New figures show a drop in the number of people sleeping rough.
Outreach teams recorded 3,444 rough sleepers in Greater London between July and September 2020. This was a 14 per cent drop on the same quarter last year. Half were new rough sleepers, an eight per cent decrease on the same quarter this time last year.
The figures were recorded by the Combined Homelessness and Information Network (CHAIN).
The Salvation Army has welcomed the drop but warned that sustained action needs to be taken to ensure short-term gains don't lead to a long-term crisis.
Jonathon Graham from the Salvation Army's Public Affairs Unit told Premier he feels a government initiative introduced during the pandemic has had an impact on the figures and he hopes progress can continue.
"The reason the Salvation Army thinks that decrease has happened is....we think now that the 'Everyone In' initiative, the Government's scheme to bring everyone in, has really kicked in and that has contributed to the decrease quite significantly."
At the start of the crisis, the Government asked local authorities to house all rough sleepers in hostels and night shelters by early April as part of the "Everyone In" campaign.
Jonathon Graham added the number is still higher than they want to see and the Salvation Army is worried the drop in rough sleepers is only temporary. He's also warned about a winter homelessness crisis as communal night shelters aren't going to be able to operate amid the coronavirus pandemic.
The Government is due to announce a spending review at the end of November and the Salvation Army hopes more money will be pledged to avert future problems.
"We think it's absolutely essential that to make sure we don't lose the gains that have been made today and make further progress that they need to invest at least another 700 million next year and potentially a little bit more just to make sure we can carry on in the right direction."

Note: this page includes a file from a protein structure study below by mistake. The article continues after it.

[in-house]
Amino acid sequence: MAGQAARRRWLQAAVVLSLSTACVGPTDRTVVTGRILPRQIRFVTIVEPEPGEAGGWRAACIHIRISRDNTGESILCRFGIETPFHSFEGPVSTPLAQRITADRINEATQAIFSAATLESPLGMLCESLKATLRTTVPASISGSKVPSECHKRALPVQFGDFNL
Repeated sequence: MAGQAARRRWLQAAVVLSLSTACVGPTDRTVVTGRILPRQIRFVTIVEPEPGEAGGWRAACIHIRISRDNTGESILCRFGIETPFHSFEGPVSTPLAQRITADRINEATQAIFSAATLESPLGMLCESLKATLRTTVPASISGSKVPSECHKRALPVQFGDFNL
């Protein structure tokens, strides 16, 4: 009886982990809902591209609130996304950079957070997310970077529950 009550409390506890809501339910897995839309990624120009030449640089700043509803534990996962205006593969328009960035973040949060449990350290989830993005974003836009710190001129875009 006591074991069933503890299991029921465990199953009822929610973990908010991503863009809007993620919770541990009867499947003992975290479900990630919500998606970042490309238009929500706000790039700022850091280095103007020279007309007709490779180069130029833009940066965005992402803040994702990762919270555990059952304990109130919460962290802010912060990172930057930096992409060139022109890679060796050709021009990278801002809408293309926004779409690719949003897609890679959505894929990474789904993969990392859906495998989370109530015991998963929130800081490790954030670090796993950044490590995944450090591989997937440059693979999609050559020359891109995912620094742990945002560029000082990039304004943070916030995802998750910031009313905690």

Lorrita Johnson, the Salvation Army's director of homelessness services added in statement: "Getting 'everyone in' is only part of that solution as people need support to overcome the reasons they ended up rough sleeping in the first place. Nobody chooses a life on the streets, but they find themselves sleeping rough for lots of complicated reasons, including poor mental health, bereavement, unemployment, fleeing abuse and addiction.
"Without sustained support, our experience tells us that these vulnerable people may end up back on the streets.
"In addition to people sleeping rough, this crisis also covers people forced to live in council-funded emergency accommodation like B&Bs. The economic fall out of the pandemic will lead to fewer jobs and greater personal debt which will increase levels of homelessness, leading to more families sharing cramped temporary accommodation."
The Salvation Army has produced a blueprint called 'Future-Proof the Roof' that calls for a new approach to investment in preventing homelessness.
Key recommendations include:
Introducing a recording system in city regions outside London with high levels of rough sleeping, so that the Government can accurately calculate the level of investment required to end rough sleeping during this Parliament in line with its manifesto commitment.
Ensuring that the social security system prevents rather than causes homelessness and rough sleeping, by maintaining the recent increase in the Local Housing Allowance (LHA), so that people can afford to rent at least three in every ten of the most affordable properties in any given area.